|Male ellipsen waterbuck|
|Female and calf ellipsen waterbuck|
Waterbuck stand 120 to 136 cm (47 to 54 in) at the shoulder. Head-and-body length ranges from 140 to 240 cm (55 to 94 in) and tail length from 10 to 45 cm (3.9 to 18 in). Males weigh 200–300 kg (440–660 lb) and females 160–200 kg (350–440 lb). Their coats are reddish brown in colour and become progressively darker with age; they have a white 'bib' under their throats and white on their rumps. The waterproofing secretions of the waterbuck's sweat glands produce an unpleasant odor in its meat, unless the animal is skinned carefully. According to African myth, the meat of the waterbuck is not edible, but this is untrue; whilst not especially tasty, waterbuck venison is safe to eat. The long, spiral-structured horns, found only in males, sweep back and up.
Waterbuck are found in scrub and savanna areas near water, where they eat grasses. Despite their name, waterbuck do not spend much time in the water, but will take refuge there to escape predators. They are diurnal. Females gather in herds of between two and 600 individuals. Males keep territories of around 300 acres (1.2 km²) during their prime. They usually lose their territories before the age of 10.
The waterbuck occurs in two main groups, which formerly have been treated as separate species, but they interbreed where their ranges come into contact. The first group is the defassa waterbuck with a white rump patch. It is found west of the Gregory Rift, ranging from Ethiopia west to Senegal and south to Zambia. The second is the ellipsen waterbuck, which has a white, ellipse-shaped ring on the rump that extends above the tail. It is found in southeast Africa, ranging from southern Somalia to KwaZulu-Natal (South Africa) and inland to the Gregory Rift and Botswana. Some authorities accept only these two as valid subspecies, with the trinomial K. e. defassa for the defassa waterbuck and K. e. ellipsiprymnus for the ellipsen waterbuck. Others treat the defassa and ellipsen waterbucks as subspecies groups, with as many as 13 separate subspecies in total, among others based on differences in overall colour. In that case, the ellipsen waterbuck includes the first four subspecies in the following list (ellipsiprymnus to thikae), while the defassa waterbuck includes the remainder:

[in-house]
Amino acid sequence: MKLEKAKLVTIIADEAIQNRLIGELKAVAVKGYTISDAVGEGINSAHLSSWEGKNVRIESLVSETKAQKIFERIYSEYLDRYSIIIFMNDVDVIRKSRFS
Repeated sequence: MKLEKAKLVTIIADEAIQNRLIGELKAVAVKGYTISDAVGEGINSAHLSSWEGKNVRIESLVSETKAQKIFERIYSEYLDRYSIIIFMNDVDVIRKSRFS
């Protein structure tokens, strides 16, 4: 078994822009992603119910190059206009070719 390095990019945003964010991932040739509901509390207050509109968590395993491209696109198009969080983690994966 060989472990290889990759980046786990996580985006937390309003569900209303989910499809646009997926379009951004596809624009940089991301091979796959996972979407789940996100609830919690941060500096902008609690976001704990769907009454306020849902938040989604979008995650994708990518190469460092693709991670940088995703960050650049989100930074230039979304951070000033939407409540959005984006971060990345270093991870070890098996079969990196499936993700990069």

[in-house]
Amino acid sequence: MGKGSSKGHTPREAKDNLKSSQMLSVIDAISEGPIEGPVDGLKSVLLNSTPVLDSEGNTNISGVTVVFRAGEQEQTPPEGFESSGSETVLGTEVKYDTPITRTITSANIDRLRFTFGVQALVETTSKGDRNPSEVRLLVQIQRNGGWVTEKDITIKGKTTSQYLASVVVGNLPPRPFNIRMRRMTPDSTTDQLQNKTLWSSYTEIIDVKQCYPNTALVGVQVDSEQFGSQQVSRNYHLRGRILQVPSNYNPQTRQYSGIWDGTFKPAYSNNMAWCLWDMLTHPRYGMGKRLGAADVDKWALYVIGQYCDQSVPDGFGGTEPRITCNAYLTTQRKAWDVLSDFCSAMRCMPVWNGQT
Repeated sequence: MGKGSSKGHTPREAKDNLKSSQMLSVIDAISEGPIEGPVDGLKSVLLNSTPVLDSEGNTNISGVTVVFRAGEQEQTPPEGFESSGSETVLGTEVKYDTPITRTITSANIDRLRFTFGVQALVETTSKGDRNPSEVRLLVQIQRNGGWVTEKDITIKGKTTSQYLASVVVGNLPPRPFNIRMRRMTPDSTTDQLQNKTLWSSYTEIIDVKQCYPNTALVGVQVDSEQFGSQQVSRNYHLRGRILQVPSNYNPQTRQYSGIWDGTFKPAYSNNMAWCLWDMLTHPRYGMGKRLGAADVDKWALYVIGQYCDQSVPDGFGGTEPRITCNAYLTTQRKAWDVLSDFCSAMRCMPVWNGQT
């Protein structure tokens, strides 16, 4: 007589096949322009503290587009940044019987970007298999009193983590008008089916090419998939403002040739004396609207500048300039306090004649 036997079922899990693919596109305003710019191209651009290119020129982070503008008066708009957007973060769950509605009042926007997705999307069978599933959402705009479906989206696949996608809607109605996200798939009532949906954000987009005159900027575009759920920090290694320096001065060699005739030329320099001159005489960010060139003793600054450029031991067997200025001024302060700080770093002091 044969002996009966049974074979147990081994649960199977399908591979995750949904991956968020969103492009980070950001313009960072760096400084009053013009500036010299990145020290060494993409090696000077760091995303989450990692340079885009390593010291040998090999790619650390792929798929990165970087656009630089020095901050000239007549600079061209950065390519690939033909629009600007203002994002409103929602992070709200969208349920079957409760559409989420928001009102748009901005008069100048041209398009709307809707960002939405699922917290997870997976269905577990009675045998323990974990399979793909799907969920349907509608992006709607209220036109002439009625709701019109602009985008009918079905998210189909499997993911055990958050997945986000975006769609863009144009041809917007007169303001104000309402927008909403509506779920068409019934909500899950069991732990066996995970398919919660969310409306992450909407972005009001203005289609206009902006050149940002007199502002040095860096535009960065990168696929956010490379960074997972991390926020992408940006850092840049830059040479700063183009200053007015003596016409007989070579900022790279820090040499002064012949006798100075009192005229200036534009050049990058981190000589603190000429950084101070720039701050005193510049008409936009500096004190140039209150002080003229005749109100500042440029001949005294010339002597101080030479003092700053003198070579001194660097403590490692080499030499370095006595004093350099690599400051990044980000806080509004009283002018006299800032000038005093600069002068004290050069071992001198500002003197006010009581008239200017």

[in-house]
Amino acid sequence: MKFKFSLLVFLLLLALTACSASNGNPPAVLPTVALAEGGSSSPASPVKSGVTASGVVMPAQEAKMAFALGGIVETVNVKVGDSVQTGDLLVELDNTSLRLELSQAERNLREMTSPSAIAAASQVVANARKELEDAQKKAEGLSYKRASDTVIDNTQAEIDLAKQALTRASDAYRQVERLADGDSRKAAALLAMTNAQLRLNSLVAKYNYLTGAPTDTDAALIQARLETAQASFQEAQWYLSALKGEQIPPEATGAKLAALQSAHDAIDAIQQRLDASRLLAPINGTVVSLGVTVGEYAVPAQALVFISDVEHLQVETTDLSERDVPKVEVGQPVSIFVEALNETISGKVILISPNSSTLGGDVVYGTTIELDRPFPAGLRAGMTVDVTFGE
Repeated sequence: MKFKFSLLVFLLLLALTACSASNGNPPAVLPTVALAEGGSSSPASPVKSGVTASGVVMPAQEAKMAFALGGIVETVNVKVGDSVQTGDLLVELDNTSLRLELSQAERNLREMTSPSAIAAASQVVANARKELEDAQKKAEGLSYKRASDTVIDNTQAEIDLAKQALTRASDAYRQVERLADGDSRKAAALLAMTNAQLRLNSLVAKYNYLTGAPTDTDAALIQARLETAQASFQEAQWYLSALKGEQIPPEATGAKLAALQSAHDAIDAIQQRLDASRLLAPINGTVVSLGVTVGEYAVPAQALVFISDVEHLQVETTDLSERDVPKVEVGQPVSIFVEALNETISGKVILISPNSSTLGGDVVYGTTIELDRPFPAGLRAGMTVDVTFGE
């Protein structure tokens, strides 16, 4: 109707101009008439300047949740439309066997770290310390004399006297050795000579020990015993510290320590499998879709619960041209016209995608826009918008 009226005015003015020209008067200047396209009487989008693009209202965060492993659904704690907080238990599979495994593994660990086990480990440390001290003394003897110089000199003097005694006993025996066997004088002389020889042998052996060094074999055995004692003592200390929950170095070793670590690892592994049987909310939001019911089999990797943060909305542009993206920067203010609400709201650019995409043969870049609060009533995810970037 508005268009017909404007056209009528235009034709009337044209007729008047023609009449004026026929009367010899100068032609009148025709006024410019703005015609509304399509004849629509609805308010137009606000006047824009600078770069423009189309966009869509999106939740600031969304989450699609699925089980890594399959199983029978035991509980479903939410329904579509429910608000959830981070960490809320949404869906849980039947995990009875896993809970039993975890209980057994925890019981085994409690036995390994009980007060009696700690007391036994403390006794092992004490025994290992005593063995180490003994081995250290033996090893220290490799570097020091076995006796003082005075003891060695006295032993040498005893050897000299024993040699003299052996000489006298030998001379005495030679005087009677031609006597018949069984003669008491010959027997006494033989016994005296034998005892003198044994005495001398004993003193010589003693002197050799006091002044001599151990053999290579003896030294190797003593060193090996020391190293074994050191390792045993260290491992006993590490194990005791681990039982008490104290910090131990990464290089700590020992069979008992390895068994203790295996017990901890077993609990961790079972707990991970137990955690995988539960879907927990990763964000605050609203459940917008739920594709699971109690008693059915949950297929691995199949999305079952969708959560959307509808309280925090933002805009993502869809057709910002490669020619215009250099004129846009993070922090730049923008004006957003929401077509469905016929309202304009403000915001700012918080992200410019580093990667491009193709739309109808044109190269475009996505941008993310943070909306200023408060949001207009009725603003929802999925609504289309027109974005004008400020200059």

- K. e. ellipsiprymnus (Ellipsen Waterbuck) group:
- K. e. ellipsiprymnus Ogilby, 1833
- K. e. kondensis Matschie, 1911
- K. e. pallidus Matschie, 1911
- K. e. thikae Matschie, 1910
- K. e. defassa (Defassa Waterbuck) group:
- K. e. adolfifriderici Matschie, 1910.
- K. e. annectens Schwarz, 1913
- K. e. crawshayi P. L. Sclater, 1894
- K. e. defassa Rüppell, 1835
- K. e. harnieri Murie, 1867.
- K. e. penricei W. Rothschild, 1895
- K. e. tjaederi Lönnberg, 1907
- K. e. tschadensis Schwarz, 1913
- K. e. unctuosus Laurillard, 1842
Kobus (New Latin) is from koba, an African name. The species name ellipsiprymnus refers to the white ring on the rump. Ellipes from Greek means wanting, defective: an ellipse is a shape deviating from a circle; prumnos (Greek) means the hind part.
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|Wikispecies has information related to: Kobus ellipsiprymnus|
- IUCN SSC Antelope Specialist Group (2008). "Kobus ellipsiprymnus". IUCN Red List of Threatened Species. Version 2010.4. International Union for Conservation of Nature. Retrieved 2011-06-15. Database entry includes justification for why this species is listed as Least concern
- Kingdon, Jonathan (1997). The Kingdon Field Guide to African Mammals. Academic Press. ISBN 0-12-408355-2.
- Wilson, D. E.; Reeder, D. M., eds. (2005). Mammal Species of the World (3rd ed.). Johns Hopkins University Press. ISBN 978-0-8018-8221-0. OCLC 62265494.
- Haltenorth, Theodor; Diller, Helmut (1980). Collins Field Guide to Mammals of Africa including Madagascar. HarperCollins Publishers. ISBN 0-00-219778-2.
- "AWF: Wildlife: Waterbuck". awf.org. African Wildlife Foundation.
- "ADW: Kobus ellipsiprymnus: Information". animaldiversity.ummz.umich.edu. Animal Diversity.
- C Spinage (2 December 2012). A Territorial Antelope: The Uganda Waterbuck. Elsevier. ISBN 978-0-323-15475-8. Retrieved 27 September 2013.